As previously mentioned in our blogs, we at BigTranslation know the realities of business and commerce inside out, so we are more than aware of the important role that translation plays in international cooperation between people from all sorts of backgrounds. With this in mind, we’d like to take this opportunity to correct one of the biggest misconceptions in the history of language.
“Ich bin ein Berliner” (“I am a Berliner”) is a quotation from a June 26, 1963, speech by U.S. President John F. Kennedy in West Berlin. Speaking in German, John F. Kennedy said “I am a citizen of Berlin.”
Pronounced at the height of the Cold War, with the intention of underlining the support of the United States for West Germany following the erection of the Berlin Wall, the speech is remembered as being one of Kennedy’s best. However, it is also the source of one of the most widely believed myths in the history of popular culture.
There is a common misconception that Kennedy made a rather comical error in pronouncing the words Ich bin ein Berliner. As the myth goes, his use of the definite article would change “I am a citizen of Berlin” to “I am a Berliner” (a Berliner being a type of German pastry, similar to a jelly doughnut). However, scholars of German will know that the indefinite article is omitted in German when speaking of an individual’s profession or residence, but still used when speaking in a figurative sense. Since the President was not literally from Berlin but declaring his solidarity with its citizens, “Ich bin ein Berliner” was the only way to express what he wanted to say.
Unfortunately, this still hasn’t deterred everyone from Len Deighton to Eddie Izzard using the misconception surrounding the phrase for comic effect, nor did it prevent JFK’s political opponents from repeating it to have a cheap laugh at the Bostonian President’s supposed linguistic ineptitude. On one hand, the extent to which this misconception has managed to manifest itself in popular culture is quite remarkable. However, the idea that translation may be used as a political football is less uncommon than one might think.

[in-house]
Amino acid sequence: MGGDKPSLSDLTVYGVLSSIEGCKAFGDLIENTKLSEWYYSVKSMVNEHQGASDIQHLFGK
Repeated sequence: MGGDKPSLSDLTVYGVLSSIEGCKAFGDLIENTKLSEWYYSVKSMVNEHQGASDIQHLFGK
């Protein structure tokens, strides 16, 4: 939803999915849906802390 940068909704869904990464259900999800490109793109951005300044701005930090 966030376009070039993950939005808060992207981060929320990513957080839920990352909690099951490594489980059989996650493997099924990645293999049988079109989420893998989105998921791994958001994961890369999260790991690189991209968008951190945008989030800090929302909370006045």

In Catalonia last year, the Institute Nova Història made the rather surprising claim that, for centuries, Spanish leaders have used translation to downplay the role of Catalonia in the country’s history. They even went so far as to claim that Miguel de Cervantes’ famous Don Quixote – widely considered to be the first modern novel – was in fact written in Catalan by Cervantes and subsequently translated into Spanish. It is argued that several linguistic errors in the text point to the possibility that Don Quixote was translated into Castilian from Catalan.
For a translator to provide an accurate, unprejudiced view of the characters and events which shape history, he or she must have an in depth knowledge of the social and political issues surrounding the source language and the people who speak it. If the whole story of Ich bin ein Berliner tells us anything, it’s that translators of the past haven’t always lead by example in this sense. And if the initial translations of Saddam Hussein’s last book (ranging from ‘Devil’s Dance’, ‘Begone Devils’ to ‘Get Out, You Damned One’) are anything to go by, it’s clear that the translators of today have got still got their work cut out for them.